For example, in a company with 10,000 employees, if an employee changes their job role within the company, they may need a complete review of their permissions to determine what they need access to. This requires HR, IT and the department the employee is in to communicate and co-operate fully to ensure that the IT department knows that person’s role, the levels of access they need and what accesses to revoke. Unfortunately, logistically this isn’t always possible and often these situations go by without permissions reviews. This is how permissions could sprawl out of control in larger organizations.
How to Start Solving the Problem of Insider Threats
Despite insider threats being some of the most difficult cyber-security threats to completely eradicate, there are some things you can do to mitigate the risks of experiencing one.
For malicious insider threats, the best thing you can do is revoke levels of access down to the bare minimum. Operate on what is known as a Policy of Least Privilege (PoLP), where users only have access to the files and folders they need and nothing more. Sounds like common sense, right? I guarantee that if you were to review who has access to your sensitive data, you could pick out a few users who didn’t need it. Theoretically, only very senior staff members (such as Directors) would need to have access to files and folders containing PII, for example.
For accidental insider threats, the PoLP theory will also go a long way to preventing data breaches. However, as a lot of these breaches occur due to users not knowing the value of the data or how to handle it, a valuable method for mitigating the risk is through education. We’ve written a blog on this topic that goes through some of the key techniques you can use to make sure your security awareness training sticks.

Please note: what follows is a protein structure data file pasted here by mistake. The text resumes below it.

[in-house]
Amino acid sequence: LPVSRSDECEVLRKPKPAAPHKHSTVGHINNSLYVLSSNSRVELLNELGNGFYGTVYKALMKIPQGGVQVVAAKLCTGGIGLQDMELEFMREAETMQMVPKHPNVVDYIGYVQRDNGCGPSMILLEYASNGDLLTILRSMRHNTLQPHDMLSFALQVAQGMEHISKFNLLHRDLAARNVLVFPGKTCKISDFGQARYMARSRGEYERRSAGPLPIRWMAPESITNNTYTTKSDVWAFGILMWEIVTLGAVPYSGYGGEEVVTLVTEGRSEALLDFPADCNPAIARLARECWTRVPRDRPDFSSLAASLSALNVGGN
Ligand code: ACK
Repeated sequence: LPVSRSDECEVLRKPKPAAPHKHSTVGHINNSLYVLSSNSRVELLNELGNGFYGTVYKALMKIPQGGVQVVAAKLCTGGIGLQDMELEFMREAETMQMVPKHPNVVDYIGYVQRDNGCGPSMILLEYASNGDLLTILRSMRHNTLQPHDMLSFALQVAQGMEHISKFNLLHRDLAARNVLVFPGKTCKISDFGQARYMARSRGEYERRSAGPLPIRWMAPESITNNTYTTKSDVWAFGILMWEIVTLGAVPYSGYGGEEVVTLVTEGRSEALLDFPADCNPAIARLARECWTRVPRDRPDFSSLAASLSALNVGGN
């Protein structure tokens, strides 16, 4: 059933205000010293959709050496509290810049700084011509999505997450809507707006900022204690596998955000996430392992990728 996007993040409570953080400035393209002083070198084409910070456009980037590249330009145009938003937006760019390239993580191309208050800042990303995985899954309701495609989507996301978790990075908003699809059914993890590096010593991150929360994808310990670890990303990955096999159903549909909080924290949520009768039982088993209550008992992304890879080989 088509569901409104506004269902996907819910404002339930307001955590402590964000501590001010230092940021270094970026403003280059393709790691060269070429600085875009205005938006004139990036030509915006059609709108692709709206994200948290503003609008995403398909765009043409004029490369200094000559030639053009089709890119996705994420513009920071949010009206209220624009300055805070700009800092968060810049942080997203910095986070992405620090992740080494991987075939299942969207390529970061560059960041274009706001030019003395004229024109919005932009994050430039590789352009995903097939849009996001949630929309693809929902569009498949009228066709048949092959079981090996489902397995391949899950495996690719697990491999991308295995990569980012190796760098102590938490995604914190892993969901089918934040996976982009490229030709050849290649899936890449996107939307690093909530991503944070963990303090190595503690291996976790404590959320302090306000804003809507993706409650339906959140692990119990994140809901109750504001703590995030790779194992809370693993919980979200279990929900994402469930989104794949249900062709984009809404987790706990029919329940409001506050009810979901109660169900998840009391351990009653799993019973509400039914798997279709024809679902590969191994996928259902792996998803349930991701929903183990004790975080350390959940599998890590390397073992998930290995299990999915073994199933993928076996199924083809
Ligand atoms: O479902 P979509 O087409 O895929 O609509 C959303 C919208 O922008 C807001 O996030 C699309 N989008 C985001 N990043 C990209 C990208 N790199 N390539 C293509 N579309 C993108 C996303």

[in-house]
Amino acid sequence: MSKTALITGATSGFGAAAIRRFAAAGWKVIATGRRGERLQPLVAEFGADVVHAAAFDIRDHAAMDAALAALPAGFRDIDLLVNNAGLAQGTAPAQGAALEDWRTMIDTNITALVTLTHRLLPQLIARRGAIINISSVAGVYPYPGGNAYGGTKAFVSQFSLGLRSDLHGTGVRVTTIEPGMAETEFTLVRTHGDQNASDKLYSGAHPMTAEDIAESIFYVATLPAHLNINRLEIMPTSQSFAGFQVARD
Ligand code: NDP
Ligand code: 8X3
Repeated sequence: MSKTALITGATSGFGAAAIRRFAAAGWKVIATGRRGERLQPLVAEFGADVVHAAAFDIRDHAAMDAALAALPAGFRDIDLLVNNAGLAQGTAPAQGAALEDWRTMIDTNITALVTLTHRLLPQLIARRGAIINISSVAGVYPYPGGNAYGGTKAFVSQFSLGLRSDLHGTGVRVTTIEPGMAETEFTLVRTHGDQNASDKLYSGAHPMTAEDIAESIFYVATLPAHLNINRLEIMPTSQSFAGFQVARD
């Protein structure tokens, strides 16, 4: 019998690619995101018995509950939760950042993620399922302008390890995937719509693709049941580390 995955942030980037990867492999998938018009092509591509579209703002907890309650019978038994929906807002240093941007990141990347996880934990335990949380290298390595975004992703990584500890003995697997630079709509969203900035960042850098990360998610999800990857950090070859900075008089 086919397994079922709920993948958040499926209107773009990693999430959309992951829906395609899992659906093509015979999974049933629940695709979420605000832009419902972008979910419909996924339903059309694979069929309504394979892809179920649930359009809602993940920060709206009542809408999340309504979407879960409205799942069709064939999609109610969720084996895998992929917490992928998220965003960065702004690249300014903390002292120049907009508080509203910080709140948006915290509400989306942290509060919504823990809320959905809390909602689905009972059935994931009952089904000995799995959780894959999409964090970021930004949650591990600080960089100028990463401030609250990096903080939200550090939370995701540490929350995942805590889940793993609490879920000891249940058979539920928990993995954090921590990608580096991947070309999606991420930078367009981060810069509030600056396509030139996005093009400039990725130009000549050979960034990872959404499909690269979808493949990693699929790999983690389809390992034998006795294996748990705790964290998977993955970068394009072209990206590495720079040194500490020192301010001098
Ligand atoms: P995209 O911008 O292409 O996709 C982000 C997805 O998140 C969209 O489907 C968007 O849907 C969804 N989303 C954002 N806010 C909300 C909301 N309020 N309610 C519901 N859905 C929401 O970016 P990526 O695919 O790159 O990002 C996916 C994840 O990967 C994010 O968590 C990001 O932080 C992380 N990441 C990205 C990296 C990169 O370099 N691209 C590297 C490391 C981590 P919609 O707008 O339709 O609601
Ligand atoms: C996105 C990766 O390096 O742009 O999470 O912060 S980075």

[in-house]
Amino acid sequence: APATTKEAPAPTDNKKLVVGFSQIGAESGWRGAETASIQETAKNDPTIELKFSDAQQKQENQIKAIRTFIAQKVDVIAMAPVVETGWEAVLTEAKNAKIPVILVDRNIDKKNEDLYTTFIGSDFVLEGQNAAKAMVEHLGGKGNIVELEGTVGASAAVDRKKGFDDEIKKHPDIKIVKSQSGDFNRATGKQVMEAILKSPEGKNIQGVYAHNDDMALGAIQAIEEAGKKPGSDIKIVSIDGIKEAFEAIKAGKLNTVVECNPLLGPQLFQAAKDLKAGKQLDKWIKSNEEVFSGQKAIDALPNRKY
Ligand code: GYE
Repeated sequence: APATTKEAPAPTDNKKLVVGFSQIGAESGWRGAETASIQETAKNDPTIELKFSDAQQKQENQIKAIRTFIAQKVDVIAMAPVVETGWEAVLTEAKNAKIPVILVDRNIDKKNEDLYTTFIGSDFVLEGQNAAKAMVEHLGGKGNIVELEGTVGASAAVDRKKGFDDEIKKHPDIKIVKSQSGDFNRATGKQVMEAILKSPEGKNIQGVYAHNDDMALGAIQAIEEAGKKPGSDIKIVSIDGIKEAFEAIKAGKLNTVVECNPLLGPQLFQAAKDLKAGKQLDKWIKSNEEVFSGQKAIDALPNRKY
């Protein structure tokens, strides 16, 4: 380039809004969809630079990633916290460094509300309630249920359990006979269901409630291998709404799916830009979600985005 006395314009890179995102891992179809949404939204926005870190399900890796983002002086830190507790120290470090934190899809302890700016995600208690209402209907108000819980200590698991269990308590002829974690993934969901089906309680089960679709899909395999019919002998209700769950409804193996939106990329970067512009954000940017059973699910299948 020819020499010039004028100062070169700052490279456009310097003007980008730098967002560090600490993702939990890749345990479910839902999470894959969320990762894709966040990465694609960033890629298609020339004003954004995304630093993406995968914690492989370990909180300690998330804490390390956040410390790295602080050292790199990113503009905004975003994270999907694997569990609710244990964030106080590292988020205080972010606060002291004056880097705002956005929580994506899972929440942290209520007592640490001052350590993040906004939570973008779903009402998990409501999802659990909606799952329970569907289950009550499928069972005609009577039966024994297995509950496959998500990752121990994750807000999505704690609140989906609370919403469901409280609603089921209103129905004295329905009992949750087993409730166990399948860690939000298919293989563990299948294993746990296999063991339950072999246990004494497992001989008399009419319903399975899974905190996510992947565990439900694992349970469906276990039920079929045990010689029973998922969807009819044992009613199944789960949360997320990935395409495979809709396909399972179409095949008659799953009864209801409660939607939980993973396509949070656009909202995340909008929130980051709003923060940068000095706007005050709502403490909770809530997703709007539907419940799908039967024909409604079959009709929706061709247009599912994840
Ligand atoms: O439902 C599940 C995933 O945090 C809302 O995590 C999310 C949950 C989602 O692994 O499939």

The Observer Effect
One absolutely invaluable method for reducing the risks of insider threats is what we like to refer to as the Observer Effect. Simply put, if your users (especially your privileged users) believe they are being watched, they are far more likely to be careful and not purposefully abuse their privileges.
By deploying a third-party solution like Lepide Active Directory Auditor to monitor privilege user activities, you can get real time, actionable information on changes your most privileged users are making to your critical data. You can also determine who has permissions to sensitive files, folders and the systems surrounding them and be alerted if those permissions change. You can, if you are so inclined, monitor the screens of your users and send them warning messages when you spot something you don’t like.
Using a change auditing and monitoring solution gives you actual, tangible, valuable insight into what your privileged users are up to and will also feed into that Observer Effect. Once your users know such solution is in place, they will certainly think twice before accessing and modifying critical data.